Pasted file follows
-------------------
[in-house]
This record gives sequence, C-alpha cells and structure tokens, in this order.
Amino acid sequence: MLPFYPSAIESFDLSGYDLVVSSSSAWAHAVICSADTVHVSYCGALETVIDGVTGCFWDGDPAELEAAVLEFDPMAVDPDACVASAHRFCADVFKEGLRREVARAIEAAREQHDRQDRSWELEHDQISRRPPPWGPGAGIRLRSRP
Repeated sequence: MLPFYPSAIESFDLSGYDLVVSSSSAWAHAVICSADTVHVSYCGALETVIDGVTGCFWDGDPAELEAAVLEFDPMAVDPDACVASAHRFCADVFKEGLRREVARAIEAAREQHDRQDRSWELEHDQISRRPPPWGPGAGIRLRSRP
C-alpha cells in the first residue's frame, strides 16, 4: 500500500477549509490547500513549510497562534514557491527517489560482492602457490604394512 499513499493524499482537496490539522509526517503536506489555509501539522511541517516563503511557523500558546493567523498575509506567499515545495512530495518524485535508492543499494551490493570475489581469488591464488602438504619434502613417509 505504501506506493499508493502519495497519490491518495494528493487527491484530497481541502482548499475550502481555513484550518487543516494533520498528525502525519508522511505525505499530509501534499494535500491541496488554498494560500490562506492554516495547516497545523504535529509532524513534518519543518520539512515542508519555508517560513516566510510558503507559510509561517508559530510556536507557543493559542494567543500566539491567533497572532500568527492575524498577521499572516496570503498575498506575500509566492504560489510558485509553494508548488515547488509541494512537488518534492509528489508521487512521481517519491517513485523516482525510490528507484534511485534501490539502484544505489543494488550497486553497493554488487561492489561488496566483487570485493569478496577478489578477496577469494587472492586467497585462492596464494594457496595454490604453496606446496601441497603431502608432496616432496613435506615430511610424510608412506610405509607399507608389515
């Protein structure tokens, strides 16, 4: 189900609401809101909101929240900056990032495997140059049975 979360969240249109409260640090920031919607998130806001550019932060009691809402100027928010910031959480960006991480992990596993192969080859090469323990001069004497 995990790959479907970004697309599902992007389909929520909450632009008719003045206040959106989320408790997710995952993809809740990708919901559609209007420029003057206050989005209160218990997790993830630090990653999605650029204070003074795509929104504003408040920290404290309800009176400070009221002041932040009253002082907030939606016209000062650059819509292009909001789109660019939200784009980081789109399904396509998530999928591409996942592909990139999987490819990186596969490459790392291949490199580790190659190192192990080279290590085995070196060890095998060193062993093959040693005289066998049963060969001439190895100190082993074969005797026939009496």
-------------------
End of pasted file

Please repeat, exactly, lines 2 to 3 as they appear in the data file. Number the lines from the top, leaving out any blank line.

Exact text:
This record gives sequence, C-alpha cells and structure tokens, in this order.
Amino acid sequence: MLPFYPSAIESFDLSGYDLVVSSSSAWAHAVICSADTVHVSYCGALETVIDGVTGCFWDGDPAELEAAVLEFDPMAVDPDACVASAHRFCADVFKEGLRREVARAIEAAREQHDRQDRSWELEHDQISRRPPPWGPGAGIRLRSRP